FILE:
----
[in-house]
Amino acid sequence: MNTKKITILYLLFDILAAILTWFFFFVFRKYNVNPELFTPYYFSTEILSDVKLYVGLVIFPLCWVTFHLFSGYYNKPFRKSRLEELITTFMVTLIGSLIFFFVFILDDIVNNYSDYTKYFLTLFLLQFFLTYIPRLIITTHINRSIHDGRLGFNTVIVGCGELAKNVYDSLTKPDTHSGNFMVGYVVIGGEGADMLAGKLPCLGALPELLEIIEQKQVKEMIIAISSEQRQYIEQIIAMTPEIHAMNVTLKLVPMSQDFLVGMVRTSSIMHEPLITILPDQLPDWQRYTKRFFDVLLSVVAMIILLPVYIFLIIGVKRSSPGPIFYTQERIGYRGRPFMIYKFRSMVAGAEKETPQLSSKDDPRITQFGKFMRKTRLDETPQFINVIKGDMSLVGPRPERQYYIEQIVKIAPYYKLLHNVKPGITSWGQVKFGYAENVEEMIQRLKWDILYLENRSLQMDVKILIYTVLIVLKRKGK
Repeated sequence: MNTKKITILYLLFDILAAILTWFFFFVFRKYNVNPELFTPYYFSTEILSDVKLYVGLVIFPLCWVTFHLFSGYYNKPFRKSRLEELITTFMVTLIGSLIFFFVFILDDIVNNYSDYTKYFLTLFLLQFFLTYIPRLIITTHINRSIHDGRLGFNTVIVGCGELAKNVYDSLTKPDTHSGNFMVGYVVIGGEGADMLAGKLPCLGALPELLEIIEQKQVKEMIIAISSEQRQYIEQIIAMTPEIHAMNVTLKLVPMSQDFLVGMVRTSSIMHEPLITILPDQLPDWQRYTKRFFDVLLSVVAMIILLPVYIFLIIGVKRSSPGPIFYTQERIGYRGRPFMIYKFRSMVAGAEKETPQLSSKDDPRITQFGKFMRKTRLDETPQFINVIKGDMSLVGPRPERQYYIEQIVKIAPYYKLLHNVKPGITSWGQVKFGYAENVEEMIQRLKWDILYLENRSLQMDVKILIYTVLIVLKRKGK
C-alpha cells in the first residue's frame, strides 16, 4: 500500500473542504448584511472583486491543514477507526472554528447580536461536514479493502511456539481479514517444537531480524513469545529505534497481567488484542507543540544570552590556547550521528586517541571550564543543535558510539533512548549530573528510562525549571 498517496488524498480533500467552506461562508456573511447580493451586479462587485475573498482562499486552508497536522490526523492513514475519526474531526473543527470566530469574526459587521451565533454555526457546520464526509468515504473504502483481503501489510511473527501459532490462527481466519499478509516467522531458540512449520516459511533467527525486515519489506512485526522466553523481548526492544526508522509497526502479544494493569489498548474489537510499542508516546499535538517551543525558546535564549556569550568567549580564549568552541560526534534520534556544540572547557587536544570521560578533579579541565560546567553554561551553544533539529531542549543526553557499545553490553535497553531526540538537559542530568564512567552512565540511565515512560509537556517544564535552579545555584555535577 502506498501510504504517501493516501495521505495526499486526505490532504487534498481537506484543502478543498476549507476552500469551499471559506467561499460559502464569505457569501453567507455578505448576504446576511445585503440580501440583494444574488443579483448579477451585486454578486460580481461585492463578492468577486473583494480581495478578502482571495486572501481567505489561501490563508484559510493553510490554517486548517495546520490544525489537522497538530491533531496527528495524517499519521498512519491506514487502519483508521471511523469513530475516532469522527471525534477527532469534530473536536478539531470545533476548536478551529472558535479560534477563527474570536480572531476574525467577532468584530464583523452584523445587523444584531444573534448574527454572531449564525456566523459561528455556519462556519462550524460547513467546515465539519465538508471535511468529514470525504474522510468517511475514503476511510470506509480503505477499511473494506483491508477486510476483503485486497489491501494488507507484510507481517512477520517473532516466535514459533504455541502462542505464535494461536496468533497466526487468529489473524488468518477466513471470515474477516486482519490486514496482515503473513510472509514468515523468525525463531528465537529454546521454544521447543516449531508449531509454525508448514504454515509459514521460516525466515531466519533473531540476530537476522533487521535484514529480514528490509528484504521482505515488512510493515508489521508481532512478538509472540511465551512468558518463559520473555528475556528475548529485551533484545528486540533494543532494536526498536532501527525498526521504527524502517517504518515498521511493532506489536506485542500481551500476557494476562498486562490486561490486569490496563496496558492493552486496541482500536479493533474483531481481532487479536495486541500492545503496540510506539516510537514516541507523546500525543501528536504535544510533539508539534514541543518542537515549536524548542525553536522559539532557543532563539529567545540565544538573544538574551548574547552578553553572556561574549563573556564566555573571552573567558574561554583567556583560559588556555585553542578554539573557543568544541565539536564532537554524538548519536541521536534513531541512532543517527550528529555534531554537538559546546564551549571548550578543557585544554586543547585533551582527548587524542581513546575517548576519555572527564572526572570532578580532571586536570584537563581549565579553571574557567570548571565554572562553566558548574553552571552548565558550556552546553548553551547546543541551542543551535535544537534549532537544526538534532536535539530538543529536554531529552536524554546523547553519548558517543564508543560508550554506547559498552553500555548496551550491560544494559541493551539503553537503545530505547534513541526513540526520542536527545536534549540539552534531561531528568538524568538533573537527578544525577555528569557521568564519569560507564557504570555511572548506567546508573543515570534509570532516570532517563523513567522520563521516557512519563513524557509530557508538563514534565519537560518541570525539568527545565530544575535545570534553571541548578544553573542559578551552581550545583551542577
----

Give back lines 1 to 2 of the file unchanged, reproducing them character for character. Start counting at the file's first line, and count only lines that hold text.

[in-house]
Amino acid sequence: MNTKKITILYLLFDILAAILTWFFFFVFRKYNVNPELFTPYYFSTEILSDVKLYVGLVIFPLCWVTFHLFSGYYNKPFRKSRLEELITTFMVTLIGSLIFFFVFILDDIVNNYSDYTKYFLTLFLLQFFLTYIPRLIITTHINRSIHDGRLGFNTVIVGCGELAKNVYDSLTKPDTHSGNFMVGYVVIGGEGADMLAGKLPCLGALPELLEIIEQKQVKEMIIAISSEQRQYIEQIIAMTPEIHAMNVTLKLVPMSQDFLVGMVRTSSIMHEPLITILPDQLPDWQRYTKRFFDVLLSVVAMIILLPVYIFLIIGVKRSSPGPIFYTQERIGYRGRPFMIYKFRSMVAGAEKETPQLSSKDDPRITQFGKFMRKTRLDETPQFINVIKGDMSLVGPRPERQYYIEQIVKIAPYYKLLHNVKPGITSWGQVKFGYAENVEEMIQRLKWDILYLENRSLQMDVKILIYTVLIVLKRKGK